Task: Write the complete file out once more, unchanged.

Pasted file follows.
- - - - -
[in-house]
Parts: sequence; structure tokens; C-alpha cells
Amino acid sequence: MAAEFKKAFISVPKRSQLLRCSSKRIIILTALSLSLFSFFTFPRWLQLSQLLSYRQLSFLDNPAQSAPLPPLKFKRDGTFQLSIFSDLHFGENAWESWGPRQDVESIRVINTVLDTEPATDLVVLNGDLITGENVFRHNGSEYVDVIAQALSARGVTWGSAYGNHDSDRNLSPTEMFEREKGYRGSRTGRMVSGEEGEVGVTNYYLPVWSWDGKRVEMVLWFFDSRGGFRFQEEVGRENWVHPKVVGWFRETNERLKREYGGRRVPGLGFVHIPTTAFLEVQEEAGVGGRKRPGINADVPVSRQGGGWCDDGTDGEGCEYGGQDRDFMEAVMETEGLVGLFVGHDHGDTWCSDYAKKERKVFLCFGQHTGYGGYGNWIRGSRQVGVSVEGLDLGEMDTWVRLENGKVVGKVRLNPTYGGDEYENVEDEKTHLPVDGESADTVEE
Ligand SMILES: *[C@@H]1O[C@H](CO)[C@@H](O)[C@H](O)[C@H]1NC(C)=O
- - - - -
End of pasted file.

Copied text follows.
[in-house]
Parts: sequence; structure tokens; C-alpha cells
Amino acid sequence: MAAEFKKAFISVPKRSQLLRCSSKRIIILTALSLSLFSFFTFPRWLQLSQLLSYRQLSFLDNPAQSAPLPPLKFKRDGTFQLSIFSDLHFGENAWESWGPRQDVESIRVINTVLDTEPATDLVVLNGDLITGENVFRHNGSEYVDVIAQALSARGVTWGSAYGNHDSDRNLSPTEMFEREKGYRGSRTGRMVSGEEGEVGVTNYYLPVWSWDGKRVEMVLWFFDSRGGFRFQEEVGRENWVHPKVVGWFRETNERLKREYGGRRVPGLGFVHIPTTAFLEVQEEAGVGGRKRPGINADVPVSRQGGGWCDDGTDGEGCEYGGQDRDFMEAVMETEGLVGLFVGHDHGDTWCSDYAKKERKVFLCFGQHTGYGGYGNWIRGSRQVGVSVEGLDLGEMDTWVRLENGKVVGKVRLNPTYGGDEYENVEDEKTHLPVDGESADTVEE
Ligand SMILES: *[C@@H]1O[C@H](CO)[C@@H](O)[C@H](O)[C@H]1NC(C)=O